Kevern: Dell addresses this by having a seat at the table, conducting annual compliance risk assessments, and using data analytics technology. Having a seat at the table—whether its periodic staff meetings, quarterly business reviews, or annual leader events—is essential to remain in touch with changes in business strategy and ensure real-time discussion about potential compliance implications in light of supply chain changes. Formal annual compliance risk assessment is another means to keeping a pulse on supply chain activity. In companies such as Dell where formal compliance risk assessment is part of the culture, business leaders expect questions such as “Are you considering outsourcing?” or “What are your financial incentive targets for resellers next year?” At Dell, it is only fitting that we leverage technology to proactively monitor our supply chain. With our automated continuous monitoring capability, we are able to identify sales activity as compared to population of sales partners cleared through due diligence; ensure third parties with a red flag are further analyzed for suitability; and ensure prospective third parties not deemed suitable for Dell business are not on-boarded or further engaged by Dell. Efficiencies achieved have allowed us to reallocate resources to identify trends, resolve exceptions, and continuously improve programs.

One of the biggest drivers for technology is the threat to supply chain resilience due to the fact that the supply chain and elements of risk are constantly changing. While capturing all third- party data is important, dynamic monitoring and managing is key—this is not a static environment and no company that I know of has sufficient employees to manually monitor and manage the changes as they happen. So technology and processes that can dynamically and automatically detect and act on changes as they happen and that pro-actively adjust to changes—particularly changes in elements of risk—are essential.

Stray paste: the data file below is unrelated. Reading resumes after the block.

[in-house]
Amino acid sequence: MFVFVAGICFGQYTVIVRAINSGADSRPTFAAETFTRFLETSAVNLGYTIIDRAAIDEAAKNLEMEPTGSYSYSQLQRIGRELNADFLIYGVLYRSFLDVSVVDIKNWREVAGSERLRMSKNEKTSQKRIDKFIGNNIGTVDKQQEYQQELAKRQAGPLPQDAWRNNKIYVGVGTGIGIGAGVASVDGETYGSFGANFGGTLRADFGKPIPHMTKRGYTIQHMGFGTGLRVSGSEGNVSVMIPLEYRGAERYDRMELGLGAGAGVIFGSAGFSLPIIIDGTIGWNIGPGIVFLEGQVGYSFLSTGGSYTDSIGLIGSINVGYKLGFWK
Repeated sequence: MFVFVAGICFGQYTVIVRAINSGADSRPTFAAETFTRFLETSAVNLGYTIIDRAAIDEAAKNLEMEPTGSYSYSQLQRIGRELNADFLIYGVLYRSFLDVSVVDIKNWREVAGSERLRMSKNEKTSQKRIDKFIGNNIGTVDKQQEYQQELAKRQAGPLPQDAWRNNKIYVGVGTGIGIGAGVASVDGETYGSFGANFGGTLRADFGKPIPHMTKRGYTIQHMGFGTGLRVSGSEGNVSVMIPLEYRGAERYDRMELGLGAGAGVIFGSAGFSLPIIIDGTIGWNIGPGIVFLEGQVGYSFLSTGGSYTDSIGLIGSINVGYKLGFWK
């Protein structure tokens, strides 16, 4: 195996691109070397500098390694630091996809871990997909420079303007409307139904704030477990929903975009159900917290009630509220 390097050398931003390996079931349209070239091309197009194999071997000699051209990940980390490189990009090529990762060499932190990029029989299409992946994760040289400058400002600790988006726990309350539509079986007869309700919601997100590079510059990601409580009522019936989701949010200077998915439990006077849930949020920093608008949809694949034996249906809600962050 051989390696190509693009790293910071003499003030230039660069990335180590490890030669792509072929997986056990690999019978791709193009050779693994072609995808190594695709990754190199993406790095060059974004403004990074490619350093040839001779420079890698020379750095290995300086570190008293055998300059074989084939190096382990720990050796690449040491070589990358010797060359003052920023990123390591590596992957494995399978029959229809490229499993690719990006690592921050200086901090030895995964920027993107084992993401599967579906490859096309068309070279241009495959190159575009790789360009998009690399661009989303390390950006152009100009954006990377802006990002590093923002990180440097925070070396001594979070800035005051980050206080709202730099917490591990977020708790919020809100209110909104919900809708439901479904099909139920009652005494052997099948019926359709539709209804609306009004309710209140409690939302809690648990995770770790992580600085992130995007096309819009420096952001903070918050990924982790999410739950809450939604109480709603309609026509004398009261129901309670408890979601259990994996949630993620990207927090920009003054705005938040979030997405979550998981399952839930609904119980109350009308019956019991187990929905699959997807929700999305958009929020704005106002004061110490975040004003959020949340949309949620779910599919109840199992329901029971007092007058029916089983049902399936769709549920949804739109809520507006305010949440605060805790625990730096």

Wylie: Supply chains are ever changing and highly dependent on the flow of information up and down the value chain. Ideally, companies should follow a continuous process that begins with assessing the current state of supply chain, pinpointing critical vulnerabilities, and then creating a prioritized roadmap for improvement. Part of this assessment is capturing all third-party data in systems, which are frequently updated, and then constructing real-time visual value chain networks. By mapping value flows, geographical locations of operations, and transportation links, it is easier to see your greatest potential value losses. Equally important is the establishment of accountability—not having a single point of accountability can lead to fragmented decision making and a tendency to optimize risk at the local or functional level, rather than for the overall supply chain. Working from this foundation, companies can implement improvements and establish processes for monitoring and managing risk over the long term.

Switzer: Where do you suggest beginning to develop a better view into supply chains?

Wylie: Simply put—data! Gather it and implement technology that organizes it. An extensive database of third-party information as well as specific supply chain risks, along with proven risk response strategies, helps a business quickly assess its unique situation and develop a customized set of solutions to address its most critical vulnerabilities.

Kevern: You need to start with business leader accountability. Business leaders must clearly understand why it’s important to know your third party as well as the effect on the company (and personal liability) for not doing so. Business leaders must also be committed to making a decision that may not be favorable to the local bottom line, but best for the enterprise as a whole in the long term. Business leader commitment goes hand in hand with the exercise of data discovery.

Patterson: All of our customers have some systems in place today that, at a minimum, give them line of sight into their critical suppliers. What they’re trying to address is what they don’t know below that and within those associations. And, within those associations usually lie the greatest risks. Our recommendation, therefore, is to extend the current set of information and data to address all third parties within the value chain. Most customers begin by addressing specific elements of risk or specific supply chains or criticality and progressively expand down the value chain. Think of it in terms of implementing a strategic framework and executing in a phased or sequenced approach.